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By Andrea Shalal
WASHINGTON, April 8 (Reuters) - The U.S. Air Force general who runs the F-35 fighter jet program for the Pentagon said he hoped to reach agreements with both Lockheed Martin Corp and engine-maker Pratt & Whitney by the end of May for the next order of fighter planes.
Lieutenant General Chris Bogdan told reporters he expected Pratt, a unit of United Technologies Corp, to cut the cost of the engine it builds for the fighter plane by more than the “weak” 2.5 percent reduction in the last contract. He forecast some “tough negotiating ahead.”
Bogdan said Pratt had not met any of the targets it set in 2009 for lowering the engine’s cost. He said reduced order quantities had limited the company’s ability to lower costs, but overhead costs were also likely to blame.
“It’s not just the quantities,” Bogdan told reporters after a hearing of the Senate Armed Services Committee’s airland subcommittee. “It’s just not going down as fast as I want it to.”
Bogdan told senators the cost of the Air Force model of the jet stands now at around $112 million, including the engine, but the program office and industry expected to drive that cost down to between $80 million and $85 million per plane by 2019.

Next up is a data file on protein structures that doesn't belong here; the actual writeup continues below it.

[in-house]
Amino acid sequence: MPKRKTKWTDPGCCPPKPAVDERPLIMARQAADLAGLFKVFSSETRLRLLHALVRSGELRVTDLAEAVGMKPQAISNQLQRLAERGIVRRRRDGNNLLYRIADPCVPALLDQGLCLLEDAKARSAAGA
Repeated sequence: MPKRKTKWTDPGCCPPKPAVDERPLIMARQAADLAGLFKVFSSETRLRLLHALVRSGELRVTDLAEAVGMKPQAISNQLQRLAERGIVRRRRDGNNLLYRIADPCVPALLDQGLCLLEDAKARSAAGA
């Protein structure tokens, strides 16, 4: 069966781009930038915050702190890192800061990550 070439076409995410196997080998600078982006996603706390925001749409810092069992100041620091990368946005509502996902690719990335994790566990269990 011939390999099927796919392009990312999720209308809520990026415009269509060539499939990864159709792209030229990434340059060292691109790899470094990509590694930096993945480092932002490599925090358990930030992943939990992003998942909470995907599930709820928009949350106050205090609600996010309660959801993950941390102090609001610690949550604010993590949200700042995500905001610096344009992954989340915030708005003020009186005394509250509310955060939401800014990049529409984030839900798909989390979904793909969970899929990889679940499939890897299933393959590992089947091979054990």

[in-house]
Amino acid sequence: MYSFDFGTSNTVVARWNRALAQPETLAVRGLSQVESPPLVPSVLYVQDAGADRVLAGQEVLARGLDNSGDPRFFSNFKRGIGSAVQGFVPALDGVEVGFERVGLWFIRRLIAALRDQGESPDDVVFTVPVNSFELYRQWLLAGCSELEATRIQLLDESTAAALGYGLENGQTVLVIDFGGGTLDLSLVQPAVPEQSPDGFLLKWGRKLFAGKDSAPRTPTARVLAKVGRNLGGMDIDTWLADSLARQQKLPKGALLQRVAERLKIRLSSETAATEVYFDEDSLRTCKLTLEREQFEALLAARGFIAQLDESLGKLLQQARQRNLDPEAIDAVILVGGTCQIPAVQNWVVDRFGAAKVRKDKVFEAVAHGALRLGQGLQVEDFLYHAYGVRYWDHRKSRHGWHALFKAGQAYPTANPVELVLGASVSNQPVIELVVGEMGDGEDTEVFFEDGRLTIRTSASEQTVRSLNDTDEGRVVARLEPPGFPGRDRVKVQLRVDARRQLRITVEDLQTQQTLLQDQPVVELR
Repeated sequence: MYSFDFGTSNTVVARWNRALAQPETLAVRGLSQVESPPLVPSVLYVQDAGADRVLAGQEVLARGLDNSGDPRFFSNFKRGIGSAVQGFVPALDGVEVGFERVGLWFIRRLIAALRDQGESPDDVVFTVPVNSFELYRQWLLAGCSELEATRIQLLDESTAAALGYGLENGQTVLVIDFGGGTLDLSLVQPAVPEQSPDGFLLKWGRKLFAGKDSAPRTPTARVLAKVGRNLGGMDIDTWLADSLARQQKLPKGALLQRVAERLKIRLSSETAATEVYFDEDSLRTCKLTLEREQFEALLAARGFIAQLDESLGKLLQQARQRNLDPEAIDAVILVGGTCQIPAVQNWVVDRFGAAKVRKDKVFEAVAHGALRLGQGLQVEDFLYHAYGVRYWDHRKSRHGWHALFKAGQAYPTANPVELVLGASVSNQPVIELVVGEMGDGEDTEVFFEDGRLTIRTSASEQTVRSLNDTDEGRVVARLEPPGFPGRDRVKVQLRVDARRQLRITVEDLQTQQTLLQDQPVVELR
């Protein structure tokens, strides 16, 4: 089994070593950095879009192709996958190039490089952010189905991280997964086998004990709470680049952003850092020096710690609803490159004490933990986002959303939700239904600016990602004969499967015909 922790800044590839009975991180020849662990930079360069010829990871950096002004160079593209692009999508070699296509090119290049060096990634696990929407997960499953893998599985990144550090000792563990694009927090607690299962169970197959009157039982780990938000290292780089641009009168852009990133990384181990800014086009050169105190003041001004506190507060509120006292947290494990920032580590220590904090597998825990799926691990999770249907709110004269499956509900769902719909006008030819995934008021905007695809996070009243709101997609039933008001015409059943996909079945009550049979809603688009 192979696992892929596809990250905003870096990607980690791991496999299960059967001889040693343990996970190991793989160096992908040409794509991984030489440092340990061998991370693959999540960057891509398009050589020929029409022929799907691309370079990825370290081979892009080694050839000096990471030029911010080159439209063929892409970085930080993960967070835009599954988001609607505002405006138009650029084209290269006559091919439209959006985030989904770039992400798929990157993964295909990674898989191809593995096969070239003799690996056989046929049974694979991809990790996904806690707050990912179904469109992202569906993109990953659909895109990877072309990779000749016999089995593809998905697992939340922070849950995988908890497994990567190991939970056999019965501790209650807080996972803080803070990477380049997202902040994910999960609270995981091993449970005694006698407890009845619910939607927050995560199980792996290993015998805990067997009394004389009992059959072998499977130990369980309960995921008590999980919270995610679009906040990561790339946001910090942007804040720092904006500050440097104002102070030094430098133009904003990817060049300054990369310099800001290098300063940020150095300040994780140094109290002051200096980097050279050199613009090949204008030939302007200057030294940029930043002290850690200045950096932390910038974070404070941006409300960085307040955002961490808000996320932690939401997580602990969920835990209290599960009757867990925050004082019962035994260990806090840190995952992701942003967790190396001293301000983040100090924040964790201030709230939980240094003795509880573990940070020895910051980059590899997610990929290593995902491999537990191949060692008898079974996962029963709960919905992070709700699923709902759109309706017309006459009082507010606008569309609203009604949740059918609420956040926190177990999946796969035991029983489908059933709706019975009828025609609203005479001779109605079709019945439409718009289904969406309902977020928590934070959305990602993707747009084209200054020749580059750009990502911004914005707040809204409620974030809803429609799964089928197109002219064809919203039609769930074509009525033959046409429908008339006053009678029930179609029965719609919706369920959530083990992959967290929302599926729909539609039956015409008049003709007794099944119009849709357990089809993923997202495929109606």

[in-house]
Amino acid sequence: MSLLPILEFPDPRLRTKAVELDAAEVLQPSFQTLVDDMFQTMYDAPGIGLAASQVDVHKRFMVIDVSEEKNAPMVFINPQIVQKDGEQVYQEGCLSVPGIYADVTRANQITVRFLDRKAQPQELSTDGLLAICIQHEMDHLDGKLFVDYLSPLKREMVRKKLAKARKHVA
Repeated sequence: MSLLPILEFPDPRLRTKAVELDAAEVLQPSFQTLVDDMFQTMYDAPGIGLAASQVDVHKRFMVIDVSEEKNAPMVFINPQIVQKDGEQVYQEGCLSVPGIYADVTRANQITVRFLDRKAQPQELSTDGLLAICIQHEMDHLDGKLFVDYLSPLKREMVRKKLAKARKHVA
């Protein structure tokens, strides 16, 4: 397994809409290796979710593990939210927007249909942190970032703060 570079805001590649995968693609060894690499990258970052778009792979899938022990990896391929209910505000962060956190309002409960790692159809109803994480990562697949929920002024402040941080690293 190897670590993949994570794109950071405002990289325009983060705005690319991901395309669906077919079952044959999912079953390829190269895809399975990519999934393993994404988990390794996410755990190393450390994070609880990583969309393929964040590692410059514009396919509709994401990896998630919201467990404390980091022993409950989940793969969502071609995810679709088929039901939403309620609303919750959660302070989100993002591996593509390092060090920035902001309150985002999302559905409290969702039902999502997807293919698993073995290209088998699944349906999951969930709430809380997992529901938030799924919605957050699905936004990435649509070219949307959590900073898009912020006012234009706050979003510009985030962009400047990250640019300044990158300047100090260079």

Lockheed is developing three models of the F-35 for the U.S. military and nearly a dozen U.S. allies at a cost of around $392 billion. That is about 70 percent over initial estimates, but costs fell in 2012, and are likely to come down again this year.
Bogdan acknowledged that delays in U.S. military and foreign orders for the F-35 jets had slowed progress in lowering the planes’ cost. But he said orders from additional countries like Israel and Japan were helping to offset the reductions.
He said Lockheed would produce 43 jets in 2015, with production rising steadily until it reached 180 planes in 2023.
The Pentagon’s F-35 program office is negotiating contracts with Pratt & Whitney for a seventh and eighth batch of F135 engines to power the new warplane. It is negotiating a separate contract with Lockheed for the eighth batch of jets.
The Pentagon finalized a contract with Pratt worth $1.1 billion for 38 engines in a sixth batch last October, which lowered the cost of the common configuration engine built for the Air Force and Navy models by 2.5 percent.
Bogdan said he expected to finalize agreement with both companies around the same time, possibly around the end of May, but added that he would “not rush into a bad deal.”
Bogdan’s deputy, Navy Rear Admiral Randy Mahr, on Monday said Pratt had been told “in no uncertain terms” that it needed to work harder to lower the engine’s cost.
Bogdan told the Senate subcommittee that he was trying to hold both companies more accountable for the program by shifting responsibility for cost overruns to the contractors.
Pratt spokesman Matthew Bates said his company had already cut the engine’s cost by 40 percent, and was continuing to work on reducing overhead and production costs, but the key to bigger cost reductions would be to increase order quantities.
Bates acknowledged that Pratt had not met its cost reduction targets, but said that was largely because of delays in orders for the new fighter plane in recent years.
“We’re not where we’d like to be,” Bates said. “A production increase would accelerate reaching our cost-reduction goals.”
Lockheed said it submitted its proposal for the eighth batch of jets in December and was now in talks with the Pentagon. (Reporting by Andrea Shalal; Editing by Sandra Maler and Jan Paschal)